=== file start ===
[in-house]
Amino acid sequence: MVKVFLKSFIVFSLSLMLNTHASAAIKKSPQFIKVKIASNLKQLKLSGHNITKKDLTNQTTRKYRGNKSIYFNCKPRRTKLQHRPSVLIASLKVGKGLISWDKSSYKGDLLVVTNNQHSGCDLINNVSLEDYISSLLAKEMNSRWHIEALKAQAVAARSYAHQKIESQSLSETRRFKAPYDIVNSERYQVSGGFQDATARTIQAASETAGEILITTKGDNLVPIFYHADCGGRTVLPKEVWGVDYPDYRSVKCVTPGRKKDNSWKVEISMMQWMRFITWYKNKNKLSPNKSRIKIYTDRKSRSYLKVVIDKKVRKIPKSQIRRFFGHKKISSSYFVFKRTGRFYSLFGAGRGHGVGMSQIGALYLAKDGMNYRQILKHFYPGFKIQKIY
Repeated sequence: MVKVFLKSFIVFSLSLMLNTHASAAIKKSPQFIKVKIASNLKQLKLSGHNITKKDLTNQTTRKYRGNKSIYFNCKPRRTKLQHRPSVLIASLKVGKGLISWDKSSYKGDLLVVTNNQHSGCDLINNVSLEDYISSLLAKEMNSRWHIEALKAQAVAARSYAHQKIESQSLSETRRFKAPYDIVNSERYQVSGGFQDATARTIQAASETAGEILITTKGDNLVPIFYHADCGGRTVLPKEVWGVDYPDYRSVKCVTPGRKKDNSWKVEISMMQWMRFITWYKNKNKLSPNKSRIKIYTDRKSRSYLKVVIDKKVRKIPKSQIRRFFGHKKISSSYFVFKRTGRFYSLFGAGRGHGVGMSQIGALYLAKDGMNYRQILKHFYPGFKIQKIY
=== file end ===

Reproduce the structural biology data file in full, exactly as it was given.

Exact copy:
[in-house]
Amino acid sequence: MVKVFLKSFIVFSLSLMLNTHASAAIKKSPQFIKVKIASNLKQLKLSGHNITKKDLTNQTTRKYRGNKSIYFNCKPRRTKLQHRPSVLIASLKVGKGLISWDKSSYKGDLLVVTNNQHSGCDLINNVSLEDYISSLLAKEMNSRWHIEALKAQAVAARSYAHQKIESQSLSETRRFKAPYDIVNSERYQVSGGFQDATARTIQAASETAGEILITTKGDNLVPIFYHADCGGRTVLPKEVWGVDYPDYRSVKCVTPGRKKDNSWKVEISMMQWMRFITWYKNKNKLSPNKSRIKIYTDRKSRSYLKVVIDKKVRKIPKSQIRRFFGHKKISSSYFVFKRTGRFYSLFGAGRGHGVGMSQIGALYLAKDGMNYRQILKHFYPGFKIQKIY
Repeated sequence: MVKVFLKSFIVFSLSLMLNTHASAAIKKSPQFIKVKIASNLKQLKLSGHNITKKDLTNQTTRKYRGNKSIYFNCKPRRTKLQHRPSVLIASLKVGKGLISWDKSSYKGDLLVVTNNQHSGCDLINNVSLEDYISSLLAKEMNSRWHIEALKAQAVAARSYAHQKIESQSLSETRRFKAPYDIVNSERYQVSGGFQDATARTIQAASETAGEILITTKGDNLVPIFYHADCGGRTVLPKEVWGVDYPDYRSVKCVTPGRKKDNSWKVEISMMQWMRFITWYKNKNKLSPNKSRIKIYTDRKSRSYLKVVIDKKVRKIPKSQIRRFFGHKKISSSYFVFKRTGRFYSLFGAGRGHGVGMSQIGALYLAKDGMNYRQILKHFYPGFKIQKIY